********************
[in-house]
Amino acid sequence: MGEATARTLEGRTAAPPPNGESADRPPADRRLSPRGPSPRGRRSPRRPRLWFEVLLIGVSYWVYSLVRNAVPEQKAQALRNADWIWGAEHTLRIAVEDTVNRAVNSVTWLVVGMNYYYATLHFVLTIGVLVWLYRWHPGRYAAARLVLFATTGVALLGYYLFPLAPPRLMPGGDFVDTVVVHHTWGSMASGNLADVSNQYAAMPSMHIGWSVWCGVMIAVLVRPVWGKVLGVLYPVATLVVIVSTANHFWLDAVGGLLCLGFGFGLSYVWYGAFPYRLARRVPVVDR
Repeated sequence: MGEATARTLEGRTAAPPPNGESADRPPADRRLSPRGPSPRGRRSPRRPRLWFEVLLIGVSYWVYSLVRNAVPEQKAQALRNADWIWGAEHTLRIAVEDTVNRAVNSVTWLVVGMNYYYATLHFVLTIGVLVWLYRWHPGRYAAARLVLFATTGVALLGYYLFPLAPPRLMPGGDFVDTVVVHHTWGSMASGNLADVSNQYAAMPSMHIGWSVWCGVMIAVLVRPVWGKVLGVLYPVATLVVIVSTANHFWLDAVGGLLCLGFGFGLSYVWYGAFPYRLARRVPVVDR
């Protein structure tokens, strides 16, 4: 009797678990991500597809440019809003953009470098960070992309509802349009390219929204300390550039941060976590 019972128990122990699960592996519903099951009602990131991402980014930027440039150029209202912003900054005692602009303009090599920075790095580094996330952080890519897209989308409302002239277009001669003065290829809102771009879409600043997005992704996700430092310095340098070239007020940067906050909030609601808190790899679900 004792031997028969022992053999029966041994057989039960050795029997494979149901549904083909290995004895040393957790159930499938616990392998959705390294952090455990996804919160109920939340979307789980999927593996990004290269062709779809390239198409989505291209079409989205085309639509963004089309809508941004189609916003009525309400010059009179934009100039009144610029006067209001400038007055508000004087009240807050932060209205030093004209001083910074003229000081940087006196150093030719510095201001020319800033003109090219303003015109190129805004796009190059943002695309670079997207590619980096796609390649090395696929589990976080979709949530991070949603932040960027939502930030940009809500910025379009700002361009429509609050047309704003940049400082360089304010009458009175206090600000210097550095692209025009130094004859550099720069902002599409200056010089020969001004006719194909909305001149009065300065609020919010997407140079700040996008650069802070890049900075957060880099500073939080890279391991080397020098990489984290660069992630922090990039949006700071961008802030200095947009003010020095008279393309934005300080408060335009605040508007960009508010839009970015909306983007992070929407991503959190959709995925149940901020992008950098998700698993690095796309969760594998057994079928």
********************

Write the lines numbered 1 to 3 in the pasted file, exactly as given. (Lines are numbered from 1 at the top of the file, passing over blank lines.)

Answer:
[in-house]
Amino acid sequence: MGEATARTLEGRTAAPPPNGESADRPPADRRLSPRGPSPRGRRSPRRPRLWFEVLLIGVSYWVYSLVRNAVPEQKAQALRNADWIWGAEHTLRIAVEDTVNRAVNSVTWLVVGMNYYYATLHFVLTIGVLVWLYRWHPGRYAAARLVLFATTGVALLGYYLFPLAPPRLMPGGDFVDTVVVHHTWGSMASGNLADVSNQYAAMPSMHIGWSVWCGVMIAVLVRPVWGKVLGVLYPVATLVVIVSTANHFWLDAVGGLLCLGFGFGLSYVWYGAFPYRLARRVPVVDR
Repeated sequence: MGEATARTLEGRTAAPPPNGESADRPPADRRLSPRGPSPRGRRSPRRPRLWFEVLLIGVSYWVYSLVRNAVPEQKAQALRNADWIWGAEHTLRIAVEDTVNRAVNSVTWLVVGMNYYYATLHFVLTIGVLVWLYRWHPGRYAAARLVLFATTGVALLGYYLFPLAPPRLMPGGDFVDTVVVHHTWGSMASGNLADVSNQYAAMPSMHIGWSVWCGVMIAVLVRPVWGKVLGVLYPVATLVVIVSTANHFWLDAVGGLLCLGFGFGLSYVWYGAFPYRLARRVPVVDR